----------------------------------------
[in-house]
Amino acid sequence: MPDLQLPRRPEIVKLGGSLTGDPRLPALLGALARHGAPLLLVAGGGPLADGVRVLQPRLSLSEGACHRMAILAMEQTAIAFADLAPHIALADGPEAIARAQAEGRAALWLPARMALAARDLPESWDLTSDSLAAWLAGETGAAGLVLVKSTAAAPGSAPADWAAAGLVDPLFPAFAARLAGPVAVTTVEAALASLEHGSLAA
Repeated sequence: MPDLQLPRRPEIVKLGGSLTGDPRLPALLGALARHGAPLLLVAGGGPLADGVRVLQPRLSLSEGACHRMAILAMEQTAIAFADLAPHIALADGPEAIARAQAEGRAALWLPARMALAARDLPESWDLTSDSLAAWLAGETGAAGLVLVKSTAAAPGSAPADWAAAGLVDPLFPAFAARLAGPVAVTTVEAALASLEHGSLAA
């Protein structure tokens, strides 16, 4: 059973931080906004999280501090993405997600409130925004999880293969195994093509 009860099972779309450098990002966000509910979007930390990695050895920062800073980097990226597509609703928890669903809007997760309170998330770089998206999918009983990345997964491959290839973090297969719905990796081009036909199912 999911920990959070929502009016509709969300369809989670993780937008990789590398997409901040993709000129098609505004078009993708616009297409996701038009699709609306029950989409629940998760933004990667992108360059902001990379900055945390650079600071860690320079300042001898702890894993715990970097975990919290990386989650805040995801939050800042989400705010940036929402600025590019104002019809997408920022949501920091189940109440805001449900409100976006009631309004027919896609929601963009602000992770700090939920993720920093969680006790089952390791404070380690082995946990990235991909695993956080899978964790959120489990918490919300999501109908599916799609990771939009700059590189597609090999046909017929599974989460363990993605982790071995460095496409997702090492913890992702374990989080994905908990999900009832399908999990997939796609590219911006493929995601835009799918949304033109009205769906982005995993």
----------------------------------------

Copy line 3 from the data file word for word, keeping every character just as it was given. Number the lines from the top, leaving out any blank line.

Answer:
Repeated sequence: MPDLQLPRRPEIVKLGGSLTGDPRLPALLGALARHGAPLLLVAGGGPLADGVRVLQPRLSLSEGACHRMAILAMEQTAIAFADLAPHIALADGPEAIARAQAEGRAALWLPARMALAARDLPESWDLTSDSLAAWLAGETGAAGLVLVKSTAAAPGSAPADWAAAGLVDPLFPAFAARLAGPVAVTTVEAALASLEHGSLAA